“Mr. Parker?”

He quickly played his last G-note and turned to face me. Then, before I could utter a word, he began, “No, you may not sleep outside. No, you may not switch tents. Now, if there is anything else, please don’t hesitate to speak up.”

Unbelievable! I hadn’t even begun, and he told me all that I couldn’t do.

“I just needed to use the washroom.”

“Well, there are your shoes,” he replied, pointing behind me.

Yeah, sure! As if I was oblivious of their location! Anyway.

I briskly scuttled past the crowd and to the path that would lead to the main tent. Black clouds were building up above my head. The wind speed was pitching higher. Frogs and crickets were making weird, eerie sounds. I’d have to hurry.

Zooming past the luscious trees, I headed for the sturdy-looking structure. The steps were huge and creaked as I climbed up. Pushing the front door, I walked in.

“Hello! I needed to use the washroom.” I moved further in, hoping to see the trip organizer. “Miss Ardella? Are you there?”

The control I had over my excretory system was about to sunder, and so, without anyone’s consent, I rushed to the toilet. After having done with it, I slowly pushed open the door, preparing to get scolded. But then again, the hall was vacant. Where was everyone? This place was meant to be vivid and lively. A place people could go to when in need of assistance. But all I could see was emptiness. Either way around, no one saw me, and I wasn’t about to get in trouble. So, without a second thought, I marched out of the hall, smug for my own little accomplishment.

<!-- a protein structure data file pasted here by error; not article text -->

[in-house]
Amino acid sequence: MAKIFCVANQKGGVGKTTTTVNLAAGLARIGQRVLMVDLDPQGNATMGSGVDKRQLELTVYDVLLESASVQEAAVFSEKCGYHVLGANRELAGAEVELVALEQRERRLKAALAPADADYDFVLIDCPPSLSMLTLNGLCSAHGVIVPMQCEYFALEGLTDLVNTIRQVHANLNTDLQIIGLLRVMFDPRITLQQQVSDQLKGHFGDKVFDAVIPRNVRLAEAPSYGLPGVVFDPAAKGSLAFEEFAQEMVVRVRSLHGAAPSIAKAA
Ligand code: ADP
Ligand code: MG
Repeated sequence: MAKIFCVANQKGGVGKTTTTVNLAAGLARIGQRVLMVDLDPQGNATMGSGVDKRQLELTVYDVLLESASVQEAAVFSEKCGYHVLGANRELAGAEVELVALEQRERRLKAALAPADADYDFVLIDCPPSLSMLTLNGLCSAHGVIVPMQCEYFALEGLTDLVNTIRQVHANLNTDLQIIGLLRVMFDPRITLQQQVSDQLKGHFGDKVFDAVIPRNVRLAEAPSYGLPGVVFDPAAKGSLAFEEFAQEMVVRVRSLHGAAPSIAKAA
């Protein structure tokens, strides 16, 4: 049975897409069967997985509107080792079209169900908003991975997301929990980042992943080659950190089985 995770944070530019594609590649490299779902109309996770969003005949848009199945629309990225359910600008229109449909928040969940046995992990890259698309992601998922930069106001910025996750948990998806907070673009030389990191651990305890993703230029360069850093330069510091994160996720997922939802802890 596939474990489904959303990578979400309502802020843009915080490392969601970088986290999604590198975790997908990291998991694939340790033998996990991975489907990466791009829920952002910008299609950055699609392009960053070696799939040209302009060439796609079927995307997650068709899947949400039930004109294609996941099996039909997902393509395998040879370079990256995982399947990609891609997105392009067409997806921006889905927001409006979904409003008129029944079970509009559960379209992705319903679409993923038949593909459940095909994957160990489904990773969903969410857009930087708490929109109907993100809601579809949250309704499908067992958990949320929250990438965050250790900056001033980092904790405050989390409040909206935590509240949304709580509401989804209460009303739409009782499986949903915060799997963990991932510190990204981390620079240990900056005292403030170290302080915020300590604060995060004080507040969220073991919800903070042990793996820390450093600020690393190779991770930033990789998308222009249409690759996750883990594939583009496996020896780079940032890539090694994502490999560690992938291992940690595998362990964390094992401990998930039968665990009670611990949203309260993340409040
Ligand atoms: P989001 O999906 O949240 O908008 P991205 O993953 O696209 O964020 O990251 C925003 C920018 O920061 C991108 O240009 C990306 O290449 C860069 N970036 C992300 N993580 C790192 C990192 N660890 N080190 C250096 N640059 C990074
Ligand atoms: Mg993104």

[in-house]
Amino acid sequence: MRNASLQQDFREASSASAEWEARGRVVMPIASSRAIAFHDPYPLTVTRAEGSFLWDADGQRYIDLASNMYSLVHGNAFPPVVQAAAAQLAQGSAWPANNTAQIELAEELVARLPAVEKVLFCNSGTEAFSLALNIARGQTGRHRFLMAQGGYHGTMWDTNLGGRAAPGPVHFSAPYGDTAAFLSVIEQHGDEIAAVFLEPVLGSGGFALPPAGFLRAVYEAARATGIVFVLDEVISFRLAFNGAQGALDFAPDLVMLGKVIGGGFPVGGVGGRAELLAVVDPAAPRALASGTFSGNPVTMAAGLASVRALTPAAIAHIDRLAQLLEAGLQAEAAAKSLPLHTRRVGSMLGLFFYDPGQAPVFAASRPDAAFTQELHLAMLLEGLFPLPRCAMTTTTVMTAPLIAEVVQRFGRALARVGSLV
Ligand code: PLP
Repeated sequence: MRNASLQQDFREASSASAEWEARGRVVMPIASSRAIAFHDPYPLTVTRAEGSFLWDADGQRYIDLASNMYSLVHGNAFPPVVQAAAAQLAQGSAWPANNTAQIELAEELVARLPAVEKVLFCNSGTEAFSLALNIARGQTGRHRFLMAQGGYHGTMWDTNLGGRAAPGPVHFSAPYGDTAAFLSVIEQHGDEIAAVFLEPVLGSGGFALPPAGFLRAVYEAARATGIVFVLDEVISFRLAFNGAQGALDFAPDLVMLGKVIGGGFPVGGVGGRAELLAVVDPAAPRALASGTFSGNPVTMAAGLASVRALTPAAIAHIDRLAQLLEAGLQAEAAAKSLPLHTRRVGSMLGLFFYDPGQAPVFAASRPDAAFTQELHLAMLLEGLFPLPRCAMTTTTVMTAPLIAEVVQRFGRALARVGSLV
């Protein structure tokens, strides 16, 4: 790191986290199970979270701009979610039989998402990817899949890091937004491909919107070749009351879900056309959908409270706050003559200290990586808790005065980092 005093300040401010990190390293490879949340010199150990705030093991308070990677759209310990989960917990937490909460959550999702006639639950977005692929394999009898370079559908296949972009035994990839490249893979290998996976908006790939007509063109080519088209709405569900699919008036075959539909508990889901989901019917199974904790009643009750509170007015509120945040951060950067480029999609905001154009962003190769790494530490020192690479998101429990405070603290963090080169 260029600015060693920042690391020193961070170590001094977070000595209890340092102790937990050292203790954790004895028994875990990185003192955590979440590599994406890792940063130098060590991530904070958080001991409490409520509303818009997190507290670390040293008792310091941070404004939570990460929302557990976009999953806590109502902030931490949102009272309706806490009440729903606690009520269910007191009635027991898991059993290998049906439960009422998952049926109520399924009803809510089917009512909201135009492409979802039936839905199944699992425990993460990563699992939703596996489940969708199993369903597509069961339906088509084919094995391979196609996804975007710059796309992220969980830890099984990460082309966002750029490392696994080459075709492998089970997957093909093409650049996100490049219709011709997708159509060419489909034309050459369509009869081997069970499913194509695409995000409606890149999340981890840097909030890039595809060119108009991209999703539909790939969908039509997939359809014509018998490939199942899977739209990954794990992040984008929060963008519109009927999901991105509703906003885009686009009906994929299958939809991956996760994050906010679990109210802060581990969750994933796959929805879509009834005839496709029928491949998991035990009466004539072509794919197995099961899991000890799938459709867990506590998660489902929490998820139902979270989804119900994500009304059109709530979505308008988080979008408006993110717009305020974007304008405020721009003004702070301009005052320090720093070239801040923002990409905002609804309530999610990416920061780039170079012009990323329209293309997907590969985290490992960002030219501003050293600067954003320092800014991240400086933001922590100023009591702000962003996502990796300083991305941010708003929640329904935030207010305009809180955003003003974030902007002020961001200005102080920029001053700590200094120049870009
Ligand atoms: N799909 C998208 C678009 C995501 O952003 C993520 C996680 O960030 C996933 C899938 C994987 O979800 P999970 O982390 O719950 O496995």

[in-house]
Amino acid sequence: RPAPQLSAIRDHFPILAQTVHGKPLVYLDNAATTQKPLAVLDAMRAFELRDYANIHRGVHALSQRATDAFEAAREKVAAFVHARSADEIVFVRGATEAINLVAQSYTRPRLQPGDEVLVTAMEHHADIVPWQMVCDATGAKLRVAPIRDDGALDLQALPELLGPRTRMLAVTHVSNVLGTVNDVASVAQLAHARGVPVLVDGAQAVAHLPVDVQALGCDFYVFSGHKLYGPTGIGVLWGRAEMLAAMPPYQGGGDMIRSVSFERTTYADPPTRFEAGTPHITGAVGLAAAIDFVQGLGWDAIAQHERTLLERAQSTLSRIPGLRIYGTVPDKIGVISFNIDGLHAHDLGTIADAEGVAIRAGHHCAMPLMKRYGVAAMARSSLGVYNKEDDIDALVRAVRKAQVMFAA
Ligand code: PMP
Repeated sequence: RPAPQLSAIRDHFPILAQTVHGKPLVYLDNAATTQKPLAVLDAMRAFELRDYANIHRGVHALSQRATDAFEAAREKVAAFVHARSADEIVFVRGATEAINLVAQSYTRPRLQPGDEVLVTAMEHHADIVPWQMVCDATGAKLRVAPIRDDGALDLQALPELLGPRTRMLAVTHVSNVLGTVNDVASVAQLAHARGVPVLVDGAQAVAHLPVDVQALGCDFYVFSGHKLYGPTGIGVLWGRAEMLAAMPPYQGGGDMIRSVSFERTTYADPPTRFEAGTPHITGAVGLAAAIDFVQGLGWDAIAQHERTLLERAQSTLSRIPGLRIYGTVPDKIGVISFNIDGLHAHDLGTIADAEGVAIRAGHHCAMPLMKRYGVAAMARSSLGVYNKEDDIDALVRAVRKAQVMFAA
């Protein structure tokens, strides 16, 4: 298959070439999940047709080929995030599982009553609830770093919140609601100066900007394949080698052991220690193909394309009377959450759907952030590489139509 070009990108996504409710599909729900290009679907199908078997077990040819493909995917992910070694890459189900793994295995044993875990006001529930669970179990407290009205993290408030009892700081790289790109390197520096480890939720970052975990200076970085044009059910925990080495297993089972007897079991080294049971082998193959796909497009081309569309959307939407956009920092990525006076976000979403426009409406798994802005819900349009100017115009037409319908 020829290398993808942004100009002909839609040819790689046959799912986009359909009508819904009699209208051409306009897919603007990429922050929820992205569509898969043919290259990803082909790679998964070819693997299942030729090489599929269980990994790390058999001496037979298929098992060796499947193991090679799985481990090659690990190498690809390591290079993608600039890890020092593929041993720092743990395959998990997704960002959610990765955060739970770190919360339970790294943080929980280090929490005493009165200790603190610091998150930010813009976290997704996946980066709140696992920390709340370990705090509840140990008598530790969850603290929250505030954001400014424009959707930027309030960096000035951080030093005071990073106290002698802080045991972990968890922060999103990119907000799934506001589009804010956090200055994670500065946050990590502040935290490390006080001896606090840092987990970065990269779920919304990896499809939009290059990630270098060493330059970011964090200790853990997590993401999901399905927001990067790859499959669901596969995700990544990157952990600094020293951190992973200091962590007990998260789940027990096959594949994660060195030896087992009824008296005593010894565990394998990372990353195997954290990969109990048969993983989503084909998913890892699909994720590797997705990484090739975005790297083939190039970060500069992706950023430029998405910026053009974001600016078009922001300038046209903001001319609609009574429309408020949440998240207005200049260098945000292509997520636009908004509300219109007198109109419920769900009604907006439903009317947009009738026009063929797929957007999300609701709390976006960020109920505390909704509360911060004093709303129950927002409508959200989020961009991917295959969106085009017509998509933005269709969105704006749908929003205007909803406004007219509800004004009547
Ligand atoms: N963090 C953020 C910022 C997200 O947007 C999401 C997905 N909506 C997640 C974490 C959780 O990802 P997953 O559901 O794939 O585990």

What had begun as whispering in the air had now turned into loud, virulent howls. The wind speed had escalated by about a hundred times since I had gone inside. Dark, black clouds had gathered in huge number above, changing the sky’s cocktail-blue color into a shade of gravel-gray. A slight, cold drizzle kicked off the moment I stepped outside. My instinct beseeched me to turn around and go back in, but for some reason, I couldn’t get myself to do so. It was an isolated wigwam, gloomy and creepy. I’d prefer facing the scowl of the skies than go back inside and wait.

Picking up my stride, I barged on ahead confidently. I’d get drenched; yes, but at least that’s better than staying alone in some forsaken place. Every step forward bought about a newer vigor in the already turbulent weather. It began pouring cats and dogs the instant I was about 50 meters away from the shack-like building. I had taken too long. The storm was at its most lethal peak. The walk which had taken me five minutes before would now take me an hour. I wouldn’t be able to get to the tents quickly enough.

I kept moving ahead reluctantly because I had no other choice. The winds were aiming at my profusely shivering body, and the rain had literally seeped through the thickest of my attire. However, a different fear was now haunting my mind. Which way should I go?

The night was somber, foggy, and cold. The rain had made the soil wet and mucky and was still making it filthier. It was all I could do to keep one foot ahead of the other and walk, hoping that I wouldn’t step in a quicksand and would reach the camp soon. Little did I know that with every step that I was taking, I was moving deeper into the jungle.

After what seemed like eternity, I still hadn’t arrived at the base camp. I knew it for sure that I was lost. If only I had someone to give me company or, even better, tell me where to go. Tired and repenting, I simply sat down beside a huge tree, waiting for help to arrive, though I was familiar with the terms that it might not come till morn. Salty tears rolled down my cheeks leaving behind dark trails. I was forlorn and miserable, and there was no one to console me and tell me that everything would turn out to be okay. Gradually, my sobbing subsided, and I fell into a light, restless sleep.